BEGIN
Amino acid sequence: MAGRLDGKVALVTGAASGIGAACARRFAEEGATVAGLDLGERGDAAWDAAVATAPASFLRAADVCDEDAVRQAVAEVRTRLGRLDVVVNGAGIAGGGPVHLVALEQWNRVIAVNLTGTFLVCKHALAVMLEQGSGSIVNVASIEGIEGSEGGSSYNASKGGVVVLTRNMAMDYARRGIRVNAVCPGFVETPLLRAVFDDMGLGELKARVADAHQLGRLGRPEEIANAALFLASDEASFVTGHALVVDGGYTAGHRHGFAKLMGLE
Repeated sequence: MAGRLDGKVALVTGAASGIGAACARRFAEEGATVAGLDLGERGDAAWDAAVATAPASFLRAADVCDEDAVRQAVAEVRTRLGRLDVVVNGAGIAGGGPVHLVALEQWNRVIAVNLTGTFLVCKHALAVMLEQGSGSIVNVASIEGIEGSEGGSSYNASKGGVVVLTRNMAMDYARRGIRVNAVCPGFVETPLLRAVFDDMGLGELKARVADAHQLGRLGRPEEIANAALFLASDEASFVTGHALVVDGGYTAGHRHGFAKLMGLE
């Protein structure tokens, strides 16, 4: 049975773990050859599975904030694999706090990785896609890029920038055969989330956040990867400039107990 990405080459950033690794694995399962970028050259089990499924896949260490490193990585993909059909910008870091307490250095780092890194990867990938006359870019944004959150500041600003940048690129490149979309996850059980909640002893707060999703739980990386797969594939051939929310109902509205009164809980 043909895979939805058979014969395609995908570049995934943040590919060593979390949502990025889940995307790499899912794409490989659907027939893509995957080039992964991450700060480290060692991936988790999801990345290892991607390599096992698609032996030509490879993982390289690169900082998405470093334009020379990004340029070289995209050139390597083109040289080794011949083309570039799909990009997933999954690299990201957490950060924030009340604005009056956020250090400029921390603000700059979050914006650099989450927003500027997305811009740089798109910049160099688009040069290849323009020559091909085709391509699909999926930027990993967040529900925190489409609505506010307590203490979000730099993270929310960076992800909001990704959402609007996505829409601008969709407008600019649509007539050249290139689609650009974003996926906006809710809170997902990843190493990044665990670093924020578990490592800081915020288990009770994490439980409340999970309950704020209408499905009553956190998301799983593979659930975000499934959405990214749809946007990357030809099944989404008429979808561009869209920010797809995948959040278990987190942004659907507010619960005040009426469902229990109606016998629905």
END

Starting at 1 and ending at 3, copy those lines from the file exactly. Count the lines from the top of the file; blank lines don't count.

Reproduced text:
Amino acid sequence: MAGRLDGKVALVTGAASGIGAACARRFAEEGATVAGLDLGERGDAAWDAAVATAPASFLRAADVCDEDAVRQAVAEVRTRLGRLDVVVNGAGIAGGGPVHLVALEQWNRVIAVNLTGTFLVCKHALAVMLEQGSGSIVNVASIEGIEGSEGGSSYNASKGGVVVLTRNMAMDYARRGIRVNAVCPGFVETPLLRAVFDDMGLGELKARVADAHQLGRLGRPEEIANAALFLASDEASFVTGHALVVDGGYTAGHRHGFAKLMGLE
Repeated sequence: MAGRLDGKVALVTGAASGIGAACARRFAEEGATVAGLDLGERGDAAWDAAVATAPASFLRAADVCDEDAVRQAVAEVRTRLGRLDVVVNGAGIAGGGPVHLVALEQWNRVIAVNLTGTFLVCKHALAVMLEQGSGSIVNVASIEGIEGSEGGSSYNASKGGVVVLTRNMAMDYARRGIRVNAVCPGFVETPLLRAVFDDMGLGELKARVADAHQLGRLGRPEEIANAALFLASDEASFVTGHALVVDGGYTAGHRHGFAKLMGLE
């Protein structure tokens, strides 16, 4: 049975773990050859599975904030694999706090990785896609890029920038055969989330956040990867400039107990 990405080459950033690794694995399962970028050259089990499924896949260490490193990585993909059909910008870091307490250095780092890194990867990938006359870019944004959150500041600003940048690129490149979309996850059980909640002893707060999703739980990386797969594939051939929310109902509205009164809980 043909895979939805058979014969395609995908570049995934943040590919060593979390949502990025889940995307790499899912794409490989659907027939893509995957080039992964991450700060480290060692991936988790999801990345290892991607390599096992698609032996030509490879993982390289690169900082998405470093334009020379990004340029070289995209050139390597083109040289080794011949083309570039799909990009997933999954690299990201957490950060924030009340604005009056956020250090400029921390603000700059979050914006650099989450927003500027997305811009740089798109910049160099688009040069290849323009020559091909085709391509699909999926930027990993967040529900925190489409609505506010307590203490979000730099993270929310960076992800909001990704959402609007996505829409601008969709407008600019649509007539050249290139689609650009974003996926906006809710809170997902990843190493990044665990670093924020578990490592800081915020288990009770994490439980409340999970309950704020209408499905009553956190998301799983593979659930975000499934959405990214749809946007990357030809099944989404008429979808561009869209920010797809995948959040278990987190942004659907507010619960005040009426469902229990109606016998629905």